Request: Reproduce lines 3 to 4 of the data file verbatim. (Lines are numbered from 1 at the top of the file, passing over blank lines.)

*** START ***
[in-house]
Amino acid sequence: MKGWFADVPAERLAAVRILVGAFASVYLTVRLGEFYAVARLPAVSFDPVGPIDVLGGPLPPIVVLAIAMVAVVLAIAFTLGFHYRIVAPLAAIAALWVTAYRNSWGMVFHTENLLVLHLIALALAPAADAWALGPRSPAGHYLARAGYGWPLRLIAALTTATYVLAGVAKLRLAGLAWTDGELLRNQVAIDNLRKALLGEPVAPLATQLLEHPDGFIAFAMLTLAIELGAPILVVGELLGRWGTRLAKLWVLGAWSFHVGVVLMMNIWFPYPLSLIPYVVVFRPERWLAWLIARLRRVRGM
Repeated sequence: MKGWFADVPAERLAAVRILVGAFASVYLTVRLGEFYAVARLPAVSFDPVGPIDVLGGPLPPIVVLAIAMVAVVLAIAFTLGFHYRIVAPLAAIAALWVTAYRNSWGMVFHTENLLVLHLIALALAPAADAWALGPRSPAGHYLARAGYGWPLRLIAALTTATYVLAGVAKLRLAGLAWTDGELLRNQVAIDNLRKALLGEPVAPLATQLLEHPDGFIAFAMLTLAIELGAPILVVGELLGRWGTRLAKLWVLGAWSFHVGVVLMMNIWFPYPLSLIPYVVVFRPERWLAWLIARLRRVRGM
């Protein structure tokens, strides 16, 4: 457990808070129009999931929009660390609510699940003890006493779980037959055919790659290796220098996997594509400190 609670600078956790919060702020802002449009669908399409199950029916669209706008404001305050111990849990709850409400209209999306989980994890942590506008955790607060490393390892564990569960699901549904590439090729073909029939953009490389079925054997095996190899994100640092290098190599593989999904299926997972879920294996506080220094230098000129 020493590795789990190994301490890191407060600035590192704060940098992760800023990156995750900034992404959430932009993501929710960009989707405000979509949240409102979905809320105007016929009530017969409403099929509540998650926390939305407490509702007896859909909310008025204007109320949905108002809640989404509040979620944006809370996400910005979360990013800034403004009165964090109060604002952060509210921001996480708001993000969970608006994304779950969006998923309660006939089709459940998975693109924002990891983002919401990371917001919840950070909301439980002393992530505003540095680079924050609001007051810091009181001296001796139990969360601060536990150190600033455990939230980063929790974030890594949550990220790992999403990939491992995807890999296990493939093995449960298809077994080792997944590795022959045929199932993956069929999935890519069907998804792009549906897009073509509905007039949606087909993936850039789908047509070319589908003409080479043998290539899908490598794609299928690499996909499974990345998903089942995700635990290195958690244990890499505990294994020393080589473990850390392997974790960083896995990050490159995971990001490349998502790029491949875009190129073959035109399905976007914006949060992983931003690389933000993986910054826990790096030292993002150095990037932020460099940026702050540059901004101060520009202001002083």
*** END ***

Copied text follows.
Repeated sequence: MKGWFADVPAERLAAVRILVGAFASVYLTVRLGEFYAVARLPAVSFDPVGPIDVLGGPLPPIVVLAIAMVAVVLAIAFTLGFHYRIVAPLAAIAALWVTAYRNSWGMVFHTENLLVLHLIALALAPAADAWALGPRSPAGHYLARAGYGWPLRLIAALTTATYVLAGVAKLRLAGLAWTDGELLRNQVAIDNLRKALLGEPVAPLATQLLEHPDGFIAFAMLTLAIELGAPILVVGELLGRWGTRLAKLWVLGAWSFHVGVVLMMNIWFPYPLSLIPYVVVFRPERWLAWLIARLRRVRGM
């Protein structure tokens, strides 16, 4: 457990808070129009999931929009660390609510699940003890006493779980037959055919790659290796220098996997594509400190 609670600078956790919060702020802002449009669908399409199950029916669209706008404001305050111990849990709850409400209209999306989980994890942590506008955790607060490393390892564990569960699901549904590439090729073909029939953009490389079925054997095996190899994100640092290098190599593989999904299926997972879920294996506080220094230098000129 020493590795789990190994301490890191407060600035590192704060940098992760800023990156995750900034992404959430932009993501929710960009989707405000979509949240409102979905809320105007016929009530017969409403099929509540998650926390939305407490509702007896859909909310008025204007109320949905108002809640989404509040979620944006809370996400910005979360990013800034403004009165964090109060604002952060509210921001996480708001993000969970608006994304779950969006998923309660006939089709459940998975693109924002990891983002919401990371917001919840950070909301439980002393992530505003540095680079924050609001007051810091009181001296001796139990969360601060536990150190600033455990939230980063929790974030890594949550990220790992999403990939491992995807890999296990493939093995449960298809077994080792997944590795022959045929199932993956069929999935890519069907998804792009549906897009073509509905007039949606087909993936850039789908047509070319589908003409080479043998290539899908490598794609299928690499996909499974990345998903089942995700635990290195958690244990890499505990294994020393080589473990850390392997974790960083896995990050490159995971990001490349998502790029491949875009190129073959035109399905976007914006949060992983931003690389933000993986910054826990790096030292993002150095990037932020460099940026702050540059901004101060520009202001002083």